COLUMBUS- Today, Rep. Dan Ramos (D-Lorain), Rep. John Rogers (D-Mentor-on-the Lake) and Rep. Nickie J. Antonio (D-Lakewood) introduced legislation that would authorize the state to temporarily fund the Women, Infant and Children program (WIC) if the federal government shutdown continues to jeopardize the stability of the safety net program. Over 260,000 Ohio women and children are served by the WIC program each year through supplemental foods, healthcare referrals and nutrition education.
“We cannot simply stand by and let our state’s most vulnerable citizens suffer while we allow radicals in the Tea Party to hold our nation hostage. Poor children should not be made to pay with empty bellies for the reprehensible lack of action by an extreme faction of one party in the U.S. House,” said Rep. Ramos. “We have a moral obligation to step in if extremists in Congress can’t put politics aside to do the right thing.
The Democratic proposal would authorize the Governor to disburse Budget Surplus Funds to the Ohio Department of Health (ODH) to prop up the WIC program if the shutdown drags on. The legislation would only become effective if the shutdown results in a programmatic funding loss for ODH. Up to $25 million in state funding could be directed to WIC under the bill, which includes an emergency clause to forego the 90-day waiting before it becomes law.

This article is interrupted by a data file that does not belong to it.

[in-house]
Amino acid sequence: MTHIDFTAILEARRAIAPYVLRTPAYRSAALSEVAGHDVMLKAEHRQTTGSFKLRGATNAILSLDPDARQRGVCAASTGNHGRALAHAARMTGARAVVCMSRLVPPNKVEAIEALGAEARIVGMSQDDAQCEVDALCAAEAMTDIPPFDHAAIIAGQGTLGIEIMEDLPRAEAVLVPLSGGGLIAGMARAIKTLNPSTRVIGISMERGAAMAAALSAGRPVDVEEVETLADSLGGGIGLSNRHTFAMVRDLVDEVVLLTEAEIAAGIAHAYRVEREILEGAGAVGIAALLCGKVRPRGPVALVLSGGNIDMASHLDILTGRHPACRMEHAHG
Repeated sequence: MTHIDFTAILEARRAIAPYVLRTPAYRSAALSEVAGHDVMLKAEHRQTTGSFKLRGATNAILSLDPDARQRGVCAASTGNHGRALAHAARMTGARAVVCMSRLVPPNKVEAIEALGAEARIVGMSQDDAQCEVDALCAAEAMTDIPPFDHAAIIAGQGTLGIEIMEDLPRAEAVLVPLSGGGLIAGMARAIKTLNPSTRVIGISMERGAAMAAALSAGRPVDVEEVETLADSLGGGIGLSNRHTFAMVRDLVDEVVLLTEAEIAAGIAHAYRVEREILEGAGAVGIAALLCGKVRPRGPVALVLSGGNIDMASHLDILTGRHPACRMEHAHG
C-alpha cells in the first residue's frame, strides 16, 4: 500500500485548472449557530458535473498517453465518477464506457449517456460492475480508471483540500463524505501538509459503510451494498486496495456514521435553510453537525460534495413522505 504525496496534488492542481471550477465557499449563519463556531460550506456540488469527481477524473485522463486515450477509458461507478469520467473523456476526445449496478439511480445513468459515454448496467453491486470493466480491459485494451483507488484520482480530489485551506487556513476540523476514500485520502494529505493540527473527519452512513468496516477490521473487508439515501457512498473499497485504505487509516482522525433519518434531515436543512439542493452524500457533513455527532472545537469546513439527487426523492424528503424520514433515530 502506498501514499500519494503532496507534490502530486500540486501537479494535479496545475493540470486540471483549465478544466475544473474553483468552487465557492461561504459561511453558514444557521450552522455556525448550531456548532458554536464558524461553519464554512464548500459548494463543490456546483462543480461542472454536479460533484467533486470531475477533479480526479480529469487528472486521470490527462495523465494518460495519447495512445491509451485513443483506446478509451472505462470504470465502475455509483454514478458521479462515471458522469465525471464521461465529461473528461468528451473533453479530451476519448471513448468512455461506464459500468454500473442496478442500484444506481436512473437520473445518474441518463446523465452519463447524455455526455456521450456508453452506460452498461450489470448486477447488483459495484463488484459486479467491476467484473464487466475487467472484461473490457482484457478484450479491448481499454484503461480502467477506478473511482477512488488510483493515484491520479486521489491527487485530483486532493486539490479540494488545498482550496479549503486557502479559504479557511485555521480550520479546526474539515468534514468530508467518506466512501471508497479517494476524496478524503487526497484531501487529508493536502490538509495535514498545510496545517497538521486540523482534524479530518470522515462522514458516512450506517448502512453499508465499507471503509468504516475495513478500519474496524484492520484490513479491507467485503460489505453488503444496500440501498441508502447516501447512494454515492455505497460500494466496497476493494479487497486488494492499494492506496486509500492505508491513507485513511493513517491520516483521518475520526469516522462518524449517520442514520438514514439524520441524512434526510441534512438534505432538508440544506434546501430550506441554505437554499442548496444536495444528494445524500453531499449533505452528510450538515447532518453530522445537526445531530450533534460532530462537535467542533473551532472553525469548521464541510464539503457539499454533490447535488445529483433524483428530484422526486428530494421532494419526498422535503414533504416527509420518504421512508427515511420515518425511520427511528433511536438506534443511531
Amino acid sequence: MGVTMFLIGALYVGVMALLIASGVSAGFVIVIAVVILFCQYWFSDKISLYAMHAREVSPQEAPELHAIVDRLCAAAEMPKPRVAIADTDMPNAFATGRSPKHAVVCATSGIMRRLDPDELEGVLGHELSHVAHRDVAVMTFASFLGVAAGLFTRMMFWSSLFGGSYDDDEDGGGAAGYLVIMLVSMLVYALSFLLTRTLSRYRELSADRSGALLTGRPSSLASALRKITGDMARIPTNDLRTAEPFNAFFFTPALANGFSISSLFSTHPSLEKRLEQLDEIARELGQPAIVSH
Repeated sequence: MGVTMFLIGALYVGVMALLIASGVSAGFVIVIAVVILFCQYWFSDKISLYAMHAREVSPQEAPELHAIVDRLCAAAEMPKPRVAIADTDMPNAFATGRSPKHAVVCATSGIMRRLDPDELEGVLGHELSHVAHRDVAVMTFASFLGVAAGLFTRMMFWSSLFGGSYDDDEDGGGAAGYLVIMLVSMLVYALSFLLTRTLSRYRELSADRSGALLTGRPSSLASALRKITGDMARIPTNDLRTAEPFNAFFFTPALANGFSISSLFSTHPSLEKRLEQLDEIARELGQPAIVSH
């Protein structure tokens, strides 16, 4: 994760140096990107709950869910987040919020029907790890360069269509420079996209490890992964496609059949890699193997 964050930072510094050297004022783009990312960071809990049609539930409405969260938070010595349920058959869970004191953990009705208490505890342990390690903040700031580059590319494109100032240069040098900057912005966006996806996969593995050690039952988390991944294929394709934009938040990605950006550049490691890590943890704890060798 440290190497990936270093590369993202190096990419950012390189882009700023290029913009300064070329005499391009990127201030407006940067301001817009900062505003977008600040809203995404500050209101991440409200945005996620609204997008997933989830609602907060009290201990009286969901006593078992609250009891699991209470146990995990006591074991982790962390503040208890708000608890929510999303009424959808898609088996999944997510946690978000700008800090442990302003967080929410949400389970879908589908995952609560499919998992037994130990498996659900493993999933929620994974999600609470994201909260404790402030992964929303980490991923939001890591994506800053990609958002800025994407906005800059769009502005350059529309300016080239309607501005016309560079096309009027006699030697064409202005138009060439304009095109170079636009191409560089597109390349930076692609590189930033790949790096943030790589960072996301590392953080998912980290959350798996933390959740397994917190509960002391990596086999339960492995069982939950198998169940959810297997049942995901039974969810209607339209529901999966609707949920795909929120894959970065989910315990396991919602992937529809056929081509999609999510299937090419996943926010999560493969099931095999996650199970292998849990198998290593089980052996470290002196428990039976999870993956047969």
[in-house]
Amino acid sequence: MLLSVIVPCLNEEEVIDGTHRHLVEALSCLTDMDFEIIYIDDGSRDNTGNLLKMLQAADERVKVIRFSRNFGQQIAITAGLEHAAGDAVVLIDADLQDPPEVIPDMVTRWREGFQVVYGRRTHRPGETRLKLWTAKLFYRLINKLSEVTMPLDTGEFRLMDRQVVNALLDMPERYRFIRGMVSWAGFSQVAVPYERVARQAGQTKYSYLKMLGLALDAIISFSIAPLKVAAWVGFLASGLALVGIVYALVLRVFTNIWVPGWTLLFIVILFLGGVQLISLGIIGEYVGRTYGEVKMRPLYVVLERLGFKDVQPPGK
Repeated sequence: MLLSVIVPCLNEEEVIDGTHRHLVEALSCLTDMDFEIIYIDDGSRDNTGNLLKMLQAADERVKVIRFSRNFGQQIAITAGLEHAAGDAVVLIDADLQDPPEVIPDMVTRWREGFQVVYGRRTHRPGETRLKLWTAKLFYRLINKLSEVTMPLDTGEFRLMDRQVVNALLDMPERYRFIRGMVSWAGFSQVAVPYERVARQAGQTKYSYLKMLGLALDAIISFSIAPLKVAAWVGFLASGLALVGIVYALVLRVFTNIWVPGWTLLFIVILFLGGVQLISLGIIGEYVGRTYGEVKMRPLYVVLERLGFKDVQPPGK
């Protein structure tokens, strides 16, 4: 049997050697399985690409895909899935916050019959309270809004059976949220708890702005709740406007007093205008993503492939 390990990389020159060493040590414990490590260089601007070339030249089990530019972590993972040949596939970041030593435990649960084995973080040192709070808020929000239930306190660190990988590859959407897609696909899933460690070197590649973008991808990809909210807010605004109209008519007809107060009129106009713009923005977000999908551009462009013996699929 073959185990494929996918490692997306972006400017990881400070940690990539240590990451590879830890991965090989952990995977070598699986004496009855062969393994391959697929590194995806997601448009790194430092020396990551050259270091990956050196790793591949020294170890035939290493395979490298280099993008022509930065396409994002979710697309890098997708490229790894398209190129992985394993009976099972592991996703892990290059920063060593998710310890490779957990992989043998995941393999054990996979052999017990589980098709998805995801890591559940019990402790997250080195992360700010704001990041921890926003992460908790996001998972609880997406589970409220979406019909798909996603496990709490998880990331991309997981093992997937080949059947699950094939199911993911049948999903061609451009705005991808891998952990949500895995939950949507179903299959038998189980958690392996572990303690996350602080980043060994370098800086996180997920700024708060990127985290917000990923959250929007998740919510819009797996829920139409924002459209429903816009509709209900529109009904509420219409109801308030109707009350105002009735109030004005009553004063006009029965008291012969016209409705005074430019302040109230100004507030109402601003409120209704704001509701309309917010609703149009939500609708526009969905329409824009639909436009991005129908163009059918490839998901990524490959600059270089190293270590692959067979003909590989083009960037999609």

“We are calling on Governor Kasich and our colleagues in the General Assembly to authorize state funding for the WIC program if need be, so that no one goes hungry,” said Rep. Rogers. “People’s lives depend on it. I hope that my colleagues and the Governor show compassion for those in need during these hard economic times by passing this bill.”
“Women and children are once again collateral damage as political war wages with the federal government shutdown,” added. Rep. Antonio. “This resolution calls for a responsible action to provide needed nutritional safety net provisions-this appropriation would transcend partisan politics.”
Ohio ranks 48th in the nation for infant mortality rates, and WIC is helping to improve these alarming statistics by reducing the incidence of low birth weight, and providing infants and children with a healthy start in life by improving poor or inadequate diets. WIC provides specific nutritional supplements such as milk, cereal, cheese, fruits and vegetables to babies, pregnant women, women breastfeeding, and children under 5 who fall under 185% of the Federal Poverty Level.